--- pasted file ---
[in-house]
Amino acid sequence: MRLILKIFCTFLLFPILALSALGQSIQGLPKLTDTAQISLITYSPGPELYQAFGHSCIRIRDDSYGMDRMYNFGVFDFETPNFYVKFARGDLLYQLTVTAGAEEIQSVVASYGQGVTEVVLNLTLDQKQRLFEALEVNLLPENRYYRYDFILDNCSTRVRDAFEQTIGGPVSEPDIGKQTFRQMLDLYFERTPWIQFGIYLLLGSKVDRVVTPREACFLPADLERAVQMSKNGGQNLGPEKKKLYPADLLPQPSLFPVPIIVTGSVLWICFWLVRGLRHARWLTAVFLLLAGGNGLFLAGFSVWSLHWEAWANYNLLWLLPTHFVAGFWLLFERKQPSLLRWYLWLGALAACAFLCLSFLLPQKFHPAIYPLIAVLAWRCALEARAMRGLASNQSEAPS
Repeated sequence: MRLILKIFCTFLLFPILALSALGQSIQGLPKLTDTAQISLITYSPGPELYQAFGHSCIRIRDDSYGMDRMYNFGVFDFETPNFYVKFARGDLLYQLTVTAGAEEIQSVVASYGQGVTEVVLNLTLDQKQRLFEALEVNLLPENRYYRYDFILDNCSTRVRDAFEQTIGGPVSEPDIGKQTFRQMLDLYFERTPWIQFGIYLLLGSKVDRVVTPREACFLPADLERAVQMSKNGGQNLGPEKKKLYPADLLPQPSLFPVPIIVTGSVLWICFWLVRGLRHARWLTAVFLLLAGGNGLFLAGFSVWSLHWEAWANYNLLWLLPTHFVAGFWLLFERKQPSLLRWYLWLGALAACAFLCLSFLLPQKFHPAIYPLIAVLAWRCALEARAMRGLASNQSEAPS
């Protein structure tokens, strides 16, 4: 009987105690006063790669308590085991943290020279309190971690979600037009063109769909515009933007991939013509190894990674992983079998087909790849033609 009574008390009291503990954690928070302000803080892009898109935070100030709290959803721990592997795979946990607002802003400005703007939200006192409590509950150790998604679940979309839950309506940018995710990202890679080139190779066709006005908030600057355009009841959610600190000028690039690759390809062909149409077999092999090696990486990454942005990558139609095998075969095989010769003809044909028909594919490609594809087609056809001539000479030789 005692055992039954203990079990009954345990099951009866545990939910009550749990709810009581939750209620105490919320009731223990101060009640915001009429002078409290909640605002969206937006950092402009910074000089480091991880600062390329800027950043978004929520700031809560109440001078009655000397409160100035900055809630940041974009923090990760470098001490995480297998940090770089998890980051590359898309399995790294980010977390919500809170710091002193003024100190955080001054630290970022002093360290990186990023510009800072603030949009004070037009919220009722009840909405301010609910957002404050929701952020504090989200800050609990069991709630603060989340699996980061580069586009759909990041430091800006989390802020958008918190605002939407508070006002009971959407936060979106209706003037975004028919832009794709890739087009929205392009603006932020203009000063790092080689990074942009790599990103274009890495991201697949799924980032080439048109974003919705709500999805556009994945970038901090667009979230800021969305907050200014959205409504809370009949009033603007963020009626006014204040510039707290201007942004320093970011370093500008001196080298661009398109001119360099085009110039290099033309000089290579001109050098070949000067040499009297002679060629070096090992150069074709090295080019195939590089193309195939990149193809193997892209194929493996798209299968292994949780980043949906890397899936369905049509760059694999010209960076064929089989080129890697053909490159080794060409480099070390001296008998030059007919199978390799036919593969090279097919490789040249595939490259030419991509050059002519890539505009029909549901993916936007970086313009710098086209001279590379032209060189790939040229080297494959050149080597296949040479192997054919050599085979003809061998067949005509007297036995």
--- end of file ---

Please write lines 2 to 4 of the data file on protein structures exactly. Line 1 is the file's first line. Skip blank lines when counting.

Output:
Amino acid sequence: MRLILKIFCTFLLFPILALSALGQSIQGLPKLTDTAQISLITYSPGPELYQAFGHSCIRIRDDSYGMDRMYNFGVFDFETPNFYVKFARGDLLYQLTVTAGAEEIQSVVASYGQGVTEVVLNLTLDQKQRLFEALEVNLLPENRYYRYDFILDNCSTRVRDAFEQTIGGPVSEPDIGKQTFRQMLDLYFERTPWIQFGIYLLLGSKVDRVVTPREACFLPADLERAVQMSKNGGQNLGPEKKKLYPADLLPQPSLFPVPIIVTGSVLWICFWLVRGLRHARWLTAVFLLLAGGNGLFLAGFSVWSLHWEAWANYNLLWLLPTHFVAGFWLLFERKQPSLLRWYLWLGALAACAFLCLSFLLPQKFHPAIYPLIAVLAWRCALEARAMRGLASNQSEAPS
Repeated sequence: MRLILKIFCTFLLFPILALSALGQSIQGLPKLTDTAQISLITYSPGPELYQAFGHSCIRIRDDSYGMDRMYNFGVFDFETPNFYVKFARGDLLYQLTVTAGAEEIQSVVASYGQGVTEVVLNLTLDQKQRLFEALEVNLLPENRYYRYDFILDNCSTRVRDAFEQTIGGPVSEPDIGKQTFRQMLDLYFERTPWIQFGIYLLLGSKVDRVVTPREACFLPADLERAVQMSKNGGQNLGPEKKKLYPADLLPQPSLFPVPIIVTGSVLWICFWLVRGLRHARWLTAVFLLLAGGNGLFLAGFSVWSLHWEAWANYNLLWLLPTHFVAGFWLLFERKQPSLLRWYLWLGALAACAFLCLSFLLPQKFHPAIYPLIAVLAWRCALEARAMRGLASNQSEAPS
């Protein structure tokens, strides 16, 4: 009987105690006063790669308590085991943290020279309190971690979600037009063109769909515009933007991939013509190894990674992983079998087909790849033609 009574008390009291503990954690928070302000803080892009898109935070100030709290959803721990592997795979946990607002802003400005703007939200006192409590509950150790998604679940979309839950309506940018995710990202890679080139190779066709006005908030600057355009009841959610600190000028690039690759390809062909149409077999092999090696990486990454942005990558139609095998075969095989010769003809044909028909594919490609594809087609056809001539000479030789 005692055992039954203990079990009954345990099951009866545990939910009550749990709810009581939750209620105490919320009731223990101060009640915001009429002078409290909640605002969206937006950092402009910074000089480091991880600062390329800027950043978004929520700031809560109440001078009655000397409160100035900055809630940041974009923090990760470098001490995480297998940090770089998890980051590359898309399995790294980010977390919500809170710091002193003024100190955080001054630290970022002093360290990186990023510009800072603030949009004070037009919220009722009840909405301010609910957002404050929701952020504090989200800050609990069991709630603060989340699996980061580069586009759909990041430091800006989390802020958008918190605002939407508070006002009971959407936060979106209706003037975004028919832009794709890739087009929205392009603006932020203009000063790092080689990074942009790599990103274009890495991201697949799924980032080439048109974003919705709500999805556009994945970038901090667009979230800021969305907050200014959205409504809370009949009033603007963020009626006014204040510039707290201007942004320093970011370093500008001196080298661009398109001119360099085009110039290099033309000089290579001109050098070949000067040499009297002679060629070096090992150069074709090295080019195939590089193309195939990149193809193997892209194929493996798209299968292994949780980043949906890397899936369905049509760059694999010209960076064929089989080129890697053909490159080794060409480099070390001296008998030059007919199978390799036919593969090279097919490789040249595939490259030419991509050059002519890539505009029909549901993916936007970086313009710098086209001279590379032209060189790939040229080297494959050149080597296949040479192997054919050599085979003809061998067949005509007297036995």